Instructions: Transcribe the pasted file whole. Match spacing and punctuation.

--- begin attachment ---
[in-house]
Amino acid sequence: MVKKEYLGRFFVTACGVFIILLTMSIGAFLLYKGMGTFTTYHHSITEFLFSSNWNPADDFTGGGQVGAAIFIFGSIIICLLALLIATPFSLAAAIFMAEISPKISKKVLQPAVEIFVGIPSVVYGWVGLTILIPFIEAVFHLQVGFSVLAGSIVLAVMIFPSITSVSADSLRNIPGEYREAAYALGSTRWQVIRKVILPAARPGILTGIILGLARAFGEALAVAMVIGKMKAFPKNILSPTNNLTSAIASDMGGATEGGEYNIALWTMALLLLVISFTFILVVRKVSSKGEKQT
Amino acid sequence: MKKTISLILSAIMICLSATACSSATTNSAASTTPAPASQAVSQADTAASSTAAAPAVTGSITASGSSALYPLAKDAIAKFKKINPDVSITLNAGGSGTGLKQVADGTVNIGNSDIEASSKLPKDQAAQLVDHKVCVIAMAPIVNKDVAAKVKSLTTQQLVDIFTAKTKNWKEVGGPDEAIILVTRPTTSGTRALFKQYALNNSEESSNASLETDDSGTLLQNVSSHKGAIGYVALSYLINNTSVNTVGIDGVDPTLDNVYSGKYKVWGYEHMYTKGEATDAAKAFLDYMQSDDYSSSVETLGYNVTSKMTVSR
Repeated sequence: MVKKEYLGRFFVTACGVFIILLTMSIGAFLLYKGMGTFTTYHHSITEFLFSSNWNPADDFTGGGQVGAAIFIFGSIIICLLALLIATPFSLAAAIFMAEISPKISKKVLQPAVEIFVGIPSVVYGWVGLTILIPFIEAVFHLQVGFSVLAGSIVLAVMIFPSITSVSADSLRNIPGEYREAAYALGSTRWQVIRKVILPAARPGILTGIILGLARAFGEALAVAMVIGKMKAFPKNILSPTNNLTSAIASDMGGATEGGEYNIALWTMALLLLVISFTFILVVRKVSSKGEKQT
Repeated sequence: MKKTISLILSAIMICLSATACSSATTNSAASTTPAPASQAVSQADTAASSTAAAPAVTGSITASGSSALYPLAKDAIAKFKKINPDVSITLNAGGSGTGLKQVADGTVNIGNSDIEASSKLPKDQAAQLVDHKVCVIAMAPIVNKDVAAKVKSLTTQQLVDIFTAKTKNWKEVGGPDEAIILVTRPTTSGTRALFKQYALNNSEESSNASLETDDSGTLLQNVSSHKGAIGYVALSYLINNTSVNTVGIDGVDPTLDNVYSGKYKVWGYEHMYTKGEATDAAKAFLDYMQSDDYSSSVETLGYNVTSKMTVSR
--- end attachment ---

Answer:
[in-house]
Amino acid sequence: MVKKEYLGRFFVTACGVFIILLTMSIGAFLLYKGMGTFTTYHHSITEFLFSSNWNPADDFTGGGQVGAAIFIFGSIIICLLALLIATPFSLAAAIFMAEISPKISKKVLQPAVEIFVGIPSVVYGWVGLTILIPFIEAVFHLQVGFSVLAGSIVLAVMIFPSITSVSADSLRNIPGEYREAAYALGSTRWQVIRKVILPAARPGILTGIILGLARAFGEALAVAMVIGKMKAFPKNILSPTNNLTSAIASDMGGATEGGEYNIALWTMALLLLVISFTFILVVRKVSSKGEKQT
Amino acid sequence: MKKTISLILSAIMICLSATACSSATTNSAASTTPAPASQAVSQADTAASSTAAAPAVTGSITASGSSALYPLAKDAIAKFKKINPDVSITLNAGGSGTGLKQVADGTVNIGNSDIEASSKLPKDQAAQLVDHKVCVIAMAPIVNKDVAAKVKSLTTQQLVDIFTAKTKNWKEVGGPDEAIILVTRPTTSGTRALFKQYALNNSEESSNASLETDDSGTLLQNVSSHKGAIGYVALSYLINNTSVNTVGIDGVDPTLDNVYSGKYKVWGYEHMYTKGEATDAAKAFLDYMQSDDYSSSVETLGYNVTSKMTVSR
Repeated sequence: MVKKEYLGRFFVTACGVFIILLTMSIGAFLLYKGMGTFTTYHHSITEFLFSSNWNPADDFTGGGQVGAAIFIFGSIIICLLALLIATPFSLAAAIFMAEISPKISKKVLQPAVEIFVGIPSVVYGWVGLTILIPFIEAVFHLQVGFSVLAGSIVLAVMIFPSITSVSADSLRNIPGEYREAAYALGSTRWQVIRKVILPAARPGILTGIILGLARAFGEALAVAMVIGKMKAFPKNILSPTNNLTSAIASDMGGATEGGEYNIALWTMALLLLVISFTFILVVRKVSSKGEKQT
Repeated sequence: MKKTISLILSAIMICLSATACSSATTNSAASTTPAPASQAVSQADTAASSTAAAPAVTGSITASGSSALYPLAKDAIAKFKKINPDVSITLNAGGSGTGLKQVADGTVNIGNSDIEASSKLPKDQAAQLVDHKVCVIAMAPIVNKDVAAKVKSLTTQQLVDIFTAKTKNWKEVGGPDEAIILVTRPTTSGTRALFKQYALNNSEESSNASLETDDSGTLLQNVSSHKGAIGYVALSYLINNTSVNTVGIDGVDPTLDNVYSGKYKVWGYEHMYTKGEATDAAKAFLDYMQSDDYSSSVETLGYNVTSKMTVSR